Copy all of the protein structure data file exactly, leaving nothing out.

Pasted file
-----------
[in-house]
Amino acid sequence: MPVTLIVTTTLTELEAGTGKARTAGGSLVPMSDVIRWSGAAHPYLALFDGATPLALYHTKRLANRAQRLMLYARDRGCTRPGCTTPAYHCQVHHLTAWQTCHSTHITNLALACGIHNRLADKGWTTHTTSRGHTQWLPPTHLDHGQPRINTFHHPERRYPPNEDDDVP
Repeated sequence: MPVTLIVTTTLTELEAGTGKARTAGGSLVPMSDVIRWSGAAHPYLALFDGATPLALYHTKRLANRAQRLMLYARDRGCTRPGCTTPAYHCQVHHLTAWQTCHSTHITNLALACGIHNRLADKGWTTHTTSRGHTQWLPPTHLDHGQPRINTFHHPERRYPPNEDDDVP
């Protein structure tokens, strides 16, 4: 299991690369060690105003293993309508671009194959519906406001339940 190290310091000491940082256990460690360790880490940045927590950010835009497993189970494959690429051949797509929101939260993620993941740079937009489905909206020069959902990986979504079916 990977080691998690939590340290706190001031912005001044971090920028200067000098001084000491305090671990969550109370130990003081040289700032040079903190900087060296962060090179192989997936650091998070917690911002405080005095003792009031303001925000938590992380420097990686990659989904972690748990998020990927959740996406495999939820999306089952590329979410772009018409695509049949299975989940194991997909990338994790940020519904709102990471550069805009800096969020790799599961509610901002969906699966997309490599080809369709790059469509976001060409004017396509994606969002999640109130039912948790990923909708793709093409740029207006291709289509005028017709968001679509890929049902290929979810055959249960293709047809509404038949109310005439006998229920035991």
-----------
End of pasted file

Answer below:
[in-house]
Amino acid sequence: MPVTLIVTTTLTELEAGTGKARTAGGSLVPMSDVIRWSGAAHPYLALFDGATPLALYHTKRLANRAQRLMLYARDRGCTRPGCTTPAYHCQVHHLTAWQTCHSTHITNLALACGIHNRLADKGWTTHTTSRGHTQWLPPTHLDHGQPRINTFHHPERRYPPNEDDDVP
Repeated sequence: MPVTLIVTTTLTELEAGTGKARTAGGSLVPMSDVIRWSGAAHPYLALFDGATPLALYHTKRLANRAQRLMLYARDRGCTRPGCTTPAYHCQVHHLTAWQTCHSTHITNLALACGIHNRLADKGWTTHTTSRGHTQWLPPTHLDHGQPRINTFHHPERRYPPNEDDDVP
């Protein structure tokens, strides 16, 4: 299991690369060690105003293993309508671009194959519906406001339940 190290310091000491940082256990460690360790880490940045927590950010835009497993189970494959690429051949797509929101939260993620993941740079937009489905909206020069959902990986979504079916 990977080691998690939590340290706190001031912005001044971090920028200067000098001084000491305090671990969550109370130990003081040289700032040079903190900087060296962060090179192989997936650091998070917690911002405080005095003792009031303001925000938590992380420097990686990659989904972690748990998020990927959740996406495999939820999306089952590329979410772009018409695509049949299975989940194991997909990338994790940020519904709102990471550069805009800096969020790799599961509610901002969906699966997309490599080809369709790059469509976001060409004017396509994606969002999640109130039912948790990923909708793709093409740029207006291709289509005028017709968001679509890929049902290929979810055959249960293709047809509404038949109310005439006998229920035991």